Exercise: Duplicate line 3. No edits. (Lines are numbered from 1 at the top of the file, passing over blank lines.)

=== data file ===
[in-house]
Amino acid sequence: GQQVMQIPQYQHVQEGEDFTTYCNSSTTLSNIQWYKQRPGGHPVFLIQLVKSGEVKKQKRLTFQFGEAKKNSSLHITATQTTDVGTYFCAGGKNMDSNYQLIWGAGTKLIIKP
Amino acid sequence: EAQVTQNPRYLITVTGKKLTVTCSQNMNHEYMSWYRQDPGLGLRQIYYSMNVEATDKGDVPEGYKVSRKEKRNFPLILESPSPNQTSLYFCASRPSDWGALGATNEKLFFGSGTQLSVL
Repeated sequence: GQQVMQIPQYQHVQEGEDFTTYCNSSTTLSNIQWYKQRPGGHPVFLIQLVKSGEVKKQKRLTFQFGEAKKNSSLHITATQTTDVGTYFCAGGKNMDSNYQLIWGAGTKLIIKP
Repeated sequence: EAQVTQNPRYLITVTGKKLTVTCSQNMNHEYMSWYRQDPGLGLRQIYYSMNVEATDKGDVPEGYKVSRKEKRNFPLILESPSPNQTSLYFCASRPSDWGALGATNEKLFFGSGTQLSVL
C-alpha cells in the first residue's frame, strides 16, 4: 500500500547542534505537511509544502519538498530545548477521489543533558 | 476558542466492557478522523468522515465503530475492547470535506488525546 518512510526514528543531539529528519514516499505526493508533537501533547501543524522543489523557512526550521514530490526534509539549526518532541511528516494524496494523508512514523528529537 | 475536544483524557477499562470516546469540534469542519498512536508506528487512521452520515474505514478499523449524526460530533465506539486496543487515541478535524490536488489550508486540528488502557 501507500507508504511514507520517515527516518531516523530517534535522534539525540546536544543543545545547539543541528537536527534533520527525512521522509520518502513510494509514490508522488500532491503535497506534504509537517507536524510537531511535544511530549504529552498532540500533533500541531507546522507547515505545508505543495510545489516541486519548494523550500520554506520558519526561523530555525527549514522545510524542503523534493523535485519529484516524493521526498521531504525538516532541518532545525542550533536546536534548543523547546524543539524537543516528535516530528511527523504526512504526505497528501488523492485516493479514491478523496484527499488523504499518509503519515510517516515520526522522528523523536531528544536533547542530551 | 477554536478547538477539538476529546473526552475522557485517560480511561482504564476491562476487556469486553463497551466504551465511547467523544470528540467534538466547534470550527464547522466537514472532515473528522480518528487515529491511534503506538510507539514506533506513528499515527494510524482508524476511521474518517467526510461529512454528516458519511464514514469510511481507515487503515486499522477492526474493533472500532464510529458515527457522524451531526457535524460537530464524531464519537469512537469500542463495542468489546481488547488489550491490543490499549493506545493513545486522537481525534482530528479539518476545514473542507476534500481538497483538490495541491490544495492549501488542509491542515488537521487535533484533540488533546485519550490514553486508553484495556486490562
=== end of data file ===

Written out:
Amino acid sequence: EAQVTQNPRYLITVTGKKLTVTCSQNMNHEYMSWYRQDPGLGLRQIYYSMNVEATDKGDVPEGYKVSRKEKRNFPLILESPSPNQTSLYFCASRPSDWGALGATNEKLFFGSGTQLSVL